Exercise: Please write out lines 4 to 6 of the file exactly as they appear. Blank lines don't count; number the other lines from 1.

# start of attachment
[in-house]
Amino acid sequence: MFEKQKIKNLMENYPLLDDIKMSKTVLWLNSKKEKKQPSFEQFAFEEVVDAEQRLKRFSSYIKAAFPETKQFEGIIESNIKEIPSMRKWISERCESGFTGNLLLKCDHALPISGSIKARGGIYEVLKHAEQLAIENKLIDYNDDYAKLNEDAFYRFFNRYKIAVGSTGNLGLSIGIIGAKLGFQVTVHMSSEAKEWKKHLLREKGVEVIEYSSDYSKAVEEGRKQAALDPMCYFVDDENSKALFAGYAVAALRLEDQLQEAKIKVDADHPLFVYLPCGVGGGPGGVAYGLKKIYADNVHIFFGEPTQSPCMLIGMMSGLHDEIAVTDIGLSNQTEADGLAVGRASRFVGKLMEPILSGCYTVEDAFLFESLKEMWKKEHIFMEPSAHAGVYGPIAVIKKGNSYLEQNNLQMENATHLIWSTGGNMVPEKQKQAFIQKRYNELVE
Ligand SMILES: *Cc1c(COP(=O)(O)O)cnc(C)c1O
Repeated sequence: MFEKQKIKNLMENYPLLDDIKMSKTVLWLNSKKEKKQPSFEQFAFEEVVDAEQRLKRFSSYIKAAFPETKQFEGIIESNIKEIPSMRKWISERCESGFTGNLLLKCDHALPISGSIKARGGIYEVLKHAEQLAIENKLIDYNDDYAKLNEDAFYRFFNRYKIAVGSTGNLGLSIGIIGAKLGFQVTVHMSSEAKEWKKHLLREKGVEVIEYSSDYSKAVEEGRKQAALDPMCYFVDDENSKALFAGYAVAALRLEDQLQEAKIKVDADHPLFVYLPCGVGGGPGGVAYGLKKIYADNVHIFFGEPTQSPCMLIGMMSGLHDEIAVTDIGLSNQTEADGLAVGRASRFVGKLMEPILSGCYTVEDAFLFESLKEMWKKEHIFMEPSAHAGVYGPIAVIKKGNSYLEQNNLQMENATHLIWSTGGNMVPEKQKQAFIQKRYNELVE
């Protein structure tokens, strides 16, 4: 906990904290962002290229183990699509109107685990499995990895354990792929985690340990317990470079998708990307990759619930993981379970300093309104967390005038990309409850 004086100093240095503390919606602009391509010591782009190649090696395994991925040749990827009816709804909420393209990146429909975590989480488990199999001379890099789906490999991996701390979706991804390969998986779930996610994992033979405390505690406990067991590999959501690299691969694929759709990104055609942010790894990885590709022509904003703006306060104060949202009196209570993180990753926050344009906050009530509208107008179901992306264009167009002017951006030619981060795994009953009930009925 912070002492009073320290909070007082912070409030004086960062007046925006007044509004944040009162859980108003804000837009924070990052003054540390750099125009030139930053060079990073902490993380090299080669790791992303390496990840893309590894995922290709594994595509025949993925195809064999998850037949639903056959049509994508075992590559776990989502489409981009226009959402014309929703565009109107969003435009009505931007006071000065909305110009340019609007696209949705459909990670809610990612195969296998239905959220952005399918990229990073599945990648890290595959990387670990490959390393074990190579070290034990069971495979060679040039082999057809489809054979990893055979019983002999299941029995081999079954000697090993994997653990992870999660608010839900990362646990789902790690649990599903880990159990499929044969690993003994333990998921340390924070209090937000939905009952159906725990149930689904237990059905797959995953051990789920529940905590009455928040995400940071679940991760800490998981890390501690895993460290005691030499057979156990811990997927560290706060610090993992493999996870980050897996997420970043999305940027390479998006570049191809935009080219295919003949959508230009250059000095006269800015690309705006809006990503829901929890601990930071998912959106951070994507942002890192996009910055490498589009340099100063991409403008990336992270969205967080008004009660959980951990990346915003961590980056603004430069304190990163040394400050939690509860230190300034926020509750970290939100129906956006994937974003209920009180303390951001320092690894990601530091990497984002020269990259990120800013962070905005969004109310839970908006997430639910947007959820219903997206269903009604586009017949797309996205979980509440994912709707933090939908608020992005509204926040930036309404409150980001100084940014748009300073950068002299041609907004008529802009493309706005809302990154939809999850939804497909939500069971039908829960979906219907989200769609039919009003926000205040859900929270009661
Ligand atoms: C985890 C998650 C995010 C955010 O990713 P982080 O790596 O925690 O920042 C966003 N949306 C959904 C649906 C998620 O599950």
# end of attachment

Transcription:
Repeated sequence: MFEKQKIKNLMENYPLLDDIKMSKTVLWLNSKKEKKQPSFEQFAFEEVVDAEQRLKRFSSYIKAAFPETKQFEGIIESNIKEIPSMRKWISERCESGFTGNLLLKCDHALPISGSIKARGGIYEVLKHAEQLAIENKLIDYNDDYAKLNEDAFYRFFNRYKIAVGSTGNLGLSIGIIGAKLGFQVTVHMSSEAKEWKKHLLREKGVEVIEYSSDYSKAVEEGRKQAALDPMCYFVDDENSKALFAGYAVAALRLEDQLQEAKIKVDADHPLFVYLPCGVGGGPGGVAYGLKKIYADNVHIFFGEPTQSPCMLIGMMSGLHDEIAVTDIGLSNQTEADGLAVGRASRFVGKLMEPILSGCYTVEDAFLFESLKEMWKKEHIFMEPSAHAGVYGPIAVIKKGNSYLEQNNLQMENATHLIWSTGGNMVPEKQKQAFIQKRYNELVE
């Protein structure tokens, strides 16, 4: 906990904290962002290229183990699509109107685990499995990895354990792929985690340990317990470079998708990307990759619930993981379970300093309104967390005038990309409850 004086100093240095503390919606602009391509010591782009190649090696395994991925040749990827009816709804909420393209990146429909975590989480488990199999001379890099789906490999991996701390979706991804390969998986779930996610994992033979405390505690406990067991590999959501690299691969694929759709990104055609942010790894990885590709022509904003703006306060104060949202009196209570993180990753926050344009906050009530509208107008179901992306264009167009002017951006030619981060795994009953009930009925 912070002492009073320290909070007082912070409030004086960062007046925006007044509004944040009162859980108003804000837009924070990052003054540390750099125009030139930053060079990073902490993380090299080669790791992303390496990840893309590894995922290709594994595509025949993925195809064999998850037949639903056959049509994508075992590559776990989502489409981009226009959402014309929703565009109107969003435009009505931007006071000065909305110009340019609007696209949705459909990670809610990612195969296998239905959220952005399918990229990073599945990648890290595959990387670990490959390393074990190579070290034990069971495979060679040039082999057809489809054979990893055979019983002999299941029995081999079954000697090993994997653990992870999660608010839900990362646990789902790690649990599903880990159990499929044969690993003994333990998921340390924070209090937000939905009952159906725990149930689904237990059905797959995953051990789920529940905590009455928040995400940071679940991760800490998981890390501690895993460290005691030499057979156990811990997927560290706060610090993992493999996870980050897996997420970043999305940027390479998006570049191809935009080219295919003949959508230009250059000095006269800015690309705006809006990503829901929890601990930071998912959106951070994507942002890192996009910055490498589009340099100063991409403008990336992270969205967080008004009660959980951990990346915003961590980056603004430069304190990163040394400050939690509860230190300034926020509750970290939100129906956006994937974003209920009180303390951001320092690894990601530091990497984002020269990259990120800013962070905005969004109310839970908006997430639910947007959820219903997206269903009604586009017949797309996205979980509440994912709707933090939908608020992005509204926040930036309404409150980001100084940014748009300073950068002299041609907004008529802009493309706005809302990154939809999850939804497909939500069971039908829960979906219907989200769609039919009003926000205040859900929270009661
Ligand atoms: C985890 C998650 C995010 C955010 O990713 P982080 O790596 O925690 O920042 C966003 N949306 C959904 C649906 C998620 O599950």